You will need to write to all staff informing them of the position and that letter must be kept on file for 5 years.
What happens when there is some work to do?
If the business has work, you may not need to furlough all staff, and you can apply criteria to furlough as you would redundancy. However you will need to assess what work needs to be done and who is able to do so within your organisation.
Can your staff work elsewhere if they are furloughed?
Your staff are able to work elsewhere whilst furloughed to you, however they must be able to return to work with you as soon as the business begins to recover. Staff are also able to volunteer for you but must not engage in actual work that generates income or provides a service.
How do you stay in touch whilst they are furloughed?
Whilst your staff are furloughed, staying in touch remains important. Whilst you cannot expect staff to undertake any work that generates an income or provides a service, they are still able to listen into meetings, or you can stay in touch by regular email updates or catch up calls and messages. In order to keep staff engaged with your organisation, staying in touch will help staff feel connected.
How do you bring them back when lockdown lifts and life returns to normal?
As the business begins to wake up from its dormant state, you will require staff to return to work. Whilst there’s no set guideline on timescales it would be expected that realistic notice to return would be given, anything from 24 hours upwards.
What is the minimum amount of time that employees need to be furloughed for?
Employees can be furloughed in rotation for a minimum of three weeks, if you have some work but not enough for everyone and choose to rotate the workload across your staff. The scheme itself is set up, currently, to last a minimum of 3 months however it may extend should the need apply.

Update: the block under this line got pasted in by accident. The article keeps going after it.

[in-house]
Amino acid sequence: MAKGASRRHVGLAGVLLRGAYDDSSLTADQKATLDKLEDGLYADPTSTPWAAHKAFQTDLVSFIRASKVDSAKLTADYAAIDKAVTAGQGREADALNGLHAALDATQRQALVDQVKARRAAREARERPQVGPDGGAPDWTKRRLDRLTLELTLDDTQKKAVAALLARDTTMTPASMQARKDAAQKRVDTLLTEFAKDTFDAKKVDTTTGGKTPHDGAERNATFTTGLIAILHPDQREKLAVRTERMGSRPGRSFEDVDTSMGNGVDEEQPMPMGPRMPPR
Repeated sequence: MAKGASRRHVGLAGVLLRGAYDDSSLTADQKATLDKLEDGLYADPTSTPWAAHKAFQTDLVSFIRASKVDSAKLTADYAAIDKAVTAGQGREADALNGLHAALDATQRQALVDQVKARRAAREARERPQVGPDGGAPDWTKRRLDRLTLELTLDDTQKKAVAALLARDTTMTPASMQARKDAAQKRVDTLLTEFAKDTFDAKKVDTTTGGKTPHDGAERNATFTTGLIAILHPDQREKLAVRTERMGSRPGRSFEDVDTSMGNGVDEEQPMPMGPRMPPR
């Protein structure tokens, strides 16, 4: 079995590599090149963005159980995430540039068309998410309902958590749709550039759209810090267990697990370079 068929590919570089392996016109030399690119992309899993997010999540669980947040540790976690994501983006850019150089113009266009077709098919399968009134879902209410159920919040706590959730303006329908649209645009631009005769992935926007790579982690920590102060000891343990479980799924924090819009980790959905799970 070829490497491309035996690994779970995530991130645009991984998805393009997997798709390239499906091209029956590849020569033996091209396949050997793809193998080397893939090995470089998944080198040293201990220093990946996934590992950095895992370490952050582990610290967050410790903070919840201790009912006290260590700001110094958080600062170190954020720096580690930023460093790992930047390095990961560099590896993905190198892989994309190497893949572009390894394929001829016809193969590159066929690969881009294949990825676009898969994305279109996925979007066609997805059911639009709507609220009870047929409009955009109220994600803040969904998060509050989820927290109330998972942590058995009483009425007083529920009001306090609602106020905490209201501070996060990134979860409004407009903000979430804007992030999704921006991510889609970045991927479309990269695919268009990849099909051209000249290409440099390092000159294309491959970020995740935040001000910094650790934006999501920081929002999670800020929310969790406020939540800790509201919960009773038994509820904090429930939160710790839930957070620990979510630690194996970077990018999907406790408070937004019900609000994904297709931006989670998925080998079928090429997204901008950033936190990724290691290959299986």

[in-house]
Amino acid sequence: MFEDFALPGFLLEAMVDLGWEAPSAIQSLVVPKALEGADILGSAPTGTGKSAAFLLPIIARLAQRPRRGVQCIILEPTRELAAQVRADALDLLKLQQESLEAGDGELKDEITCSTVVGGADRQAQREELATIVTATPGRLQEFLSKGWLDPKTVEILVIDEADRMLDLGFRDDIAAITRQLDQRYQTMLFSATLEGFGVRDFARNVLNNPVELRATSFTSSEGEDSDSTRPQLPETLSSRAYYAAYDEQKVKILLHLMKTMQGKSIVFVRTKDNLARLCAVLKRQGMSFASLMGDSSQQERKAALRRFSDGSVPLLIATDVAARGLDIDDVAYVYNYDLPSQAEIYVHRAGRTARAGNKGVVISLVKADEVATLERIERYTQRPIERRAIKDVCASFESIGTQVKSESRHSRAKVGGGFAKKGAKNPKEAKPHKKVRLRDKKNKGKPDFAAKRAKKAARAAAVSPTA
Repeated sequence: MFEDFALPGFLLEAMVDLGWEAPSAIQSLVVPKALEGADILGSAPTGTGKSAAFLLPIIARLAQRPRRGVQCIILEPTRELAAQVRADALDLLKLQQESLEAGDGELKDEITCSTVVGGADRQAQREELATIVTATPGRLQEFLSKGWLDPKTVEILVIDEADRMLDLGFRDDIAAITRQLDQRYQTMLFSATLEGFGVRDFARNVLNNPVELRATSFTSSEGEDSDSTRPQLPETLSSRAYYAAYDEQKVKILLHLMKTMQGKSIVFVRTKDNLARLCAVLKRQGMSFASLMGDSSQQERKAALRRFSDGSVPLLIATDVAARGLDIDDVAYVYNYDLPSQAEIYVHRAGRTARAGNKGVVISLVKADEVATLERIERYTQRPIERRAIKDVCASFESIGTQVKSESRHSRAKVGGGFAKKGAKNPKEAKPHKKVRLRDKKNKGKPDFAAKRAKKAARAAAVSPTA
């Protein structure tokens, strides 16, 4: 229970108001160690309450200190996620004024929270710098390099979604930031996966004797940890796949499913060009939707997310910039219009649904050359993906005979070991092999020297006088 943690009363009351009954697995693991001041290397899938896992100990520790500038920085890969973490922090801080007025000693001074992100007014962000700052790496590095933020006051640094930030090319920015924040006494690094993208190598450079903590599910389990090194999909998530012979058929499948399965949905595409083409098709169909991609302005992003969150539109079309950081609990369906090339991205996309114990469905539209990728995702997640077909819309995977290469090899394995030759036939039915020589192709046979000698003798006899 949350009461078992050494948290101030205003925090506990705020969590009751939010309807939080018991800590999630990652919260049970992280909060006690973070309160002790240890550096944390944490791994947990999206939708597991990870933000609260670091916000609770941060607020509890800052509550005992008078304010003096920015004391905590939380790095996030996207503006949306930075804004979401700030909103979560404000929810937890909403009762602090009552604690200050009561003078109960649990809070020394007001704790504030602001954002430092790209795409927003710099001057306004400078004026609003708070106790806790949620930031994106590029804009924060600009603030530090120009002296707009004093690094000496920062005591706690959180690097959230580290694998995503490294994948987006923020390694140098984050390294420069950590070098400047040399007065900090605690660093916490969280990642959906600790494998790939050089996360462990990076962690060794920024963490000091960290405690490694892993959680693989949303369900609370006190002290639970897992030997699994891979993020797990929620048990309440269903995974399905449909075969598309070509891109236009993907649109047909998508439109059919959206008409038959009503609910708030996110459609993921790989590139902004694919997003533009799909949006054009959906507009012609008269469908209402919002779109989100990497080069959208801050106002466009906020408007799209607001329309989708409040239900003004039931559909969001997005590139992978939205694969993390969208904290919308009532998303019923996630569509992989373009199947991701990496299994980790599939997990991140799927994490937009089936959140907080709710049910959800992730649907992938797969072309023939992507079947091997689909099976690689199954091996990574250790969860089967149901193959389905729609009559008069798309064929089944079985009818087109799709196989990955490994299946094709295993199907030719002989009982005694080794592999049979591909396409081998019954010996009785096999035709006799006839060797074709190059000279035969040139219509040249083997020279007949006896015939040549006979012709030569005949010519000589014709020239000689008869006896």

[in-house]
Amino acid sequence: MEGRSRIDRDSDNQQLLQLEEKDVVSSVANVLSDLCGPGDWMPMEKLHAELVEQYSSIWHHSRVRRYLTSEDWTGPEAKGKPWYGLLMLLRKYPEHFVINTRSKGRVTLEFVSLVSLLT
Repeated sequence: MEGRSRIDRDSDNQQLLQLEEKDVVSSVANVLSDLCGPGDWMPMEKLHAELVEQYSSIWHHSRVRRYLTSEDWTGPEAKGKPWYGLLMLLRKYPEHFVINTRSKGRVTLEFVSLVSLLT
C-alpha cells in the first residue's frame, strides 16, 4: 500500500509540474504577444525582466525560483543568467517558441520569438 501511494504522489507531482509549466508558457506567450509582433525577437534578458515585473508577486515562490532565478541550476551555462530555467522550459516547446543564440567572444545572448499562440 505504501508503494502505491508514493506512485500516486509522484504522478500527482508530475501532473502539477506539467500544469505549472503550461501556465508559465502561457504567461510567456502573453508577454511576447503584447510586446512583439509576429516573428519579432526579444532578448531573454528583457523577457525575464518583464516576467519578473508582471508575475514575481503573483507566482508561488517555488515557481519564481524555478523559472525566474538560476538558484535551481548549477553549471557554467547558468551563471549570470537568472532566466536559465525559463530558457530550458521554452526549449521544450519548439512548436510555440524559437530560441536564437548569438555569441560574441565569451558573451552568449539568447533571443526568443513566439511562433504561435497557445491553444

What if you have work but employees wish to be furloughed due to caring duties?
To date this has been uncertain but advice released today – 6th April 2020 – states that if those shielding or with caring duties request they be furloughed for their own safety then you can agree to this.
However, if your staff are able to work from home and care for family members, it is worth exploring this option with them before proceeding with furlough
I am a company director, can I furlough myself?
This will very much depend on how you are set up to receive payment from the business. If you are on the payroll and receive all your salary through payroll you will be able to furlough. However, if you receive a small amount of your salary via payroll and top the rest up with dividends then you will only be able to furlough to the amount you are salaried at and NOT the dividend payments.
Please remember as a company director, if you furlough yourself you are not able to work to generate money for the business or services to the business but you must continue to carry out your statutory rights as a company director.
Please note guidance on the Job Retention Scheme is changing regularly and this advice was given on 10th April 2020, given the information available to us at the time.